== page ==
The KiMuaNZ: Exploring climate futures workshop began with participants being welcomed by Wendy McGuinness and Dr Richard Lum; author of 4 Steps to the Future and facilitator of the first day of the workshop. The 40 participants gathered at the Institute before delving into the first segment of the workshop.

The first session of the day was the foresight session with Richard Lum and Wendy McGuinness in which the full structure of the workshop was outlined and participants were introduced to the process of scenario development. In line with the McGuinness Institute’s flagship Project 2058, ‘What are New Zealand’s climate futures in 2058?’ was given to the participants as a focal question to structure their work.

Richard Lum introduced participants to the ‘cone of uncertainty’ diagram that he uses in his own foresight work. This then led into an outline of the different ‘shapes of change’ used in futures studies that would help participants throughout the workshop. Richard specifically mentioned four types: continuity, incremental change (low disruption), incremental change (high disruption) and abrupt disruptive change.

The session concluded with a number of questions from the participants. Questions included what kind of assumptions climate change scenarios should be based on and if the scope of the scenarios should extend to the Pacific as well as New Zealand.

After a brief morning tea, session two resumed with Richard Lum opening the floor to participants to develop a timeline of the environment in New Zealand. Participants recorded their ideas on major historical events on post it notes and stuck them on the wall of the workshop room. Once all the events were up on the wall, participants organised them into distinct eras marked by major historical shifts.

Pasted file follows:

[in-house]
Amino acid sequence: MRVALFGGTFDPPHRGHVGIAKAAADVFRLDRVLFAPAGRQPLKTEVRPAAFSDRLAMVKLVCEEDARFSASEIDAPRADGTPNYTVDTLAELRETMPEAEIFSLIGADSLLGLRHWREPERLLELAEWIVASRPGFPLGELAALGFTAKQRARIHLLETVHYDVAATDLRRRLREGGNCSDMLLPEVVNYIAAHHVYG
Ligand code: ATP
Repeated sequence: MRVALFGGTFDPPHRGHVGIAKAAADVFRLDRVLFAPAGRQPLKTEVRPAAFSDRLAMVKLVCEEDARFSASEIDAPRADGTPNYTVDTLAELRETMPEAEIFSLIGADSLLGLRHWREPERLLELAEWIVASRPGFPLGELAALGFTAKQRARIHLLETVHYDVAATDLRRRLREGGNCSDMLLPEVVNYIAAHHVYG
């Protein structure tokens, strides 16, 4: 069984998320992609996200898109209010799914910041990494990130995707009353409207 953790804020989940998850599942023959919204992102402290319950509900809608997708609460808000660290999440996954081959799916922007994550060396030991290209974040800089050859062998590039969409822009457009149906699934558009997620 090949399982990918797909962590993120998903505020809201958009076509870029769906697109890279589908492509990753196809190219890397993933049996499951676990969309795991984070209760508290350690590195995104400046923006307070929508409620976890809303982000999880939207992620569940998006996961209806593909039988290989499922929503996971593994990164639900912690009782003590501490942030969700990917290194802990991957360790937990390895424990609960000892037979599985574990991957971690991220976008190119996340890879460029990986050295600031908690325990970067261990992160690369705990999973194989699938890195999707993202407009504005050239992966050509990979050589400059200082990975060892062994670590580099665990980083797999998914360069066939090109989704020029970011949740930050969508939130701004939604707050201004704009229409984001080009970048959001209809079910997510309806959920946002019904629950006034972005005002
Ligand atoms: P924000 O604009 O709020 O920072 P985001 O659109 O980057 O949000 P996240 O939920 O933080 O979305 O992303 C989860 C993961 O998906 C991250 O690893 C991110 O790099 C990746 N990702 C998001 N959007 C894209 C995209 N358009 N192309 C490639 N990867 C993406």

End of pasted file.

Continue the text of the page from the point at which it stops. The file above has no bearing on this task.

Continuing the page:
The first settlement of humans in New Zealand and deforestation, colonisation by Pākehā, the shift to industrial agriculture, and the rise of the environmental movement from the 1960s onwards were all identified as major turning points.

Participants were then asked to consider current trends both globally and in New Zealand. Important trends that were raised include the following:

  • Pacific peoples as one of the fastest growing groups in New Zealand
  • New Zealand’s aging population
  • Shrinking populations in many Pacific nations due to migration
  • Increasing reliance on technology
  • Continuing increase of oil extraction
  • Increasing environmental awareness
  • Decreasing reliance on single use plastics

The final stage of session provided the opportunity for participants to cluster some of the trends together and identify some emerging issues and ideas that may not yet have a significant impact but that could play a role in shaping the future climate in New Zealand. These emerging issues could either be new opportunities or imminent threats. The issues raised by the group include the following:

  • The preservation of cultural capital
  • Ensuring social cohesion, diversity and inclusion
  • New technology that could decrease the need for human labour
  • Lack of face to face personal relationships
  • Loss of indigenous culture and language
  • Conflict over limited natural resources

After lunch the participants separated out into their smaller workshop groups to develop scenarios. Each group was assigned one of the models of change discussed earlier to guide their thinking about possible futures for 2058. One group was assigned Scenario A: continuity, one group was assigned Scenario B: incremental change (low disruption), three groups were assigned Scenario C: incremental change (high disruption), and two groups were assigned Scenario D: abrupt disruptive change. To guide the development of their scenario, participants were encouraged to select three trends and three emerging issues and to structure their scenario around a beginning (the year 2028), middle (2038) and an end point in the year 2058.

Lastly each group had to describe the outcomes of their scenarios using a compelling, logical story. At the end of this session, participants hot seated around the other groups to hear each other’s scenarios presented.

After their day of work-shopping and scenario development, participants were lucky enough to have a tour of the Pacific archives at Te Papa and hear a little bit more about the work that New Zealand’s national museum has been doing in their curation of collections relating to climate change both broadly and in the Pacific.